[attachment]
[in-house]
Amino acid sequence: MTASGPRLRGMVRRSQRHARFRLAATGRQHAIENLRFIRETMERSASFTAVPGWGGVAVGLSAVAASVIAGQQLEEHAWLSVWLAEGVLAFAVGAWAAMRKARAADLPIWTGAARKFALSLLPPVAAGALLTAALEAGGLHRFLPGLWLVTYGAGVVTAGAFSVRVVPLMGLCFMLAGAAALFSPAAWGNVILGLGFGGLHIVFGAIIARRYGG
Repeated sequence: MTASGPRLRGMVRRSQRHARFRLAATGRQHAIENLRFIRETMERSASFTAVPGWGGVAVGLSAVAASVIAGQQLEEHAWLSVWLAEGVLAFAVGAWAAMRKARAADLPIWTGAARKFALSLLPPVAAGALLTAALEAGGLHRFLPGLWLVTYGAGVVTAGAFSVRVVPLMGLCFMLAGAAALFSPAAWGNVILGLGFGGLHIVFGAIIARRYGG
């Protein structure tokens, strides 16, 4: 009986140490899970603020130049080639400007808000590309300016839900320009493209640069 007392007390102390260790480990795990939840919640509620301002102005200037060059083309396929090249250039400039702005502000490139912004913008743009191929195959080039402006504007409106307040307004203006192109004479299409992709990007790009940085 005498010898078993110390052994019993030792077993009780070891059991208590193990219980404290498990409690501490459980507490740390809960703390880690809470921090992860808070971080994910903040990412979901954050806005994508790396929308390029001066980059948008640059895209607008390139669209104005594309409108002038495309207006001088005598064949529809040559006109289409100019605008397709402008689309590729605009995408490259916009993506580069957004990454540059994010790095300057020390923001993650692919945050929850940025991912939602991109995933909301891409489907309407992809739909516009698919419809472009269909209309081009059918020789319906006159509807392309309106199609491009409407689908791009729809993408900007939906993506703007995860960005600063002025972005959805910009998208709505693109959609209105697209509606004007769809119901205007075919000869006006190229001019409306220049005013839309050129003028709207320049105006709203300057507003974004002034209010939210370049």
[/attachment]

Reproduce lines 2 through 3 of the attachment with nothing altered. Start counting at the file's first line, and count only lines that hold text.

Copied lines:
Amino acid sequence: MTASGPRLRGMVRRSQRHARFRLAATGRQHAIENLRFIRETMERSASFTAVPGWGGVAVGLSAVAASVIAGQQLEEHAWLSVWLAEGVLAFAVGAWAAMRKARAADLPIWTGAARKFALSLLPPVAAGALLTAALEAGGLHRFLPGLWLVTYGAGVVTAGAFSVRVVPLMGLCFMLAGAAALFSPAAWGNVILGLGFGGLHIVFGAIIARRYGG
Repeated sequence: MTASGPRLRGMVRRSQRHARFRLAATGRQHAIENLRFIRETMERSASFTAVPGWGGVAVGLSAVAASVIAGQQLEEHAWLSVWLAEGVLAFAVGAWAAMRKARAADLPIWTGAARKFALSLLPPVAAGALLTAALEAGGLHRFLPGLWLVTYGAGVVTAGAFSVRVVPLMGLCFMLAGAAALFSPAAWGNVILGLGFGGLHIVFGAIIARRYGG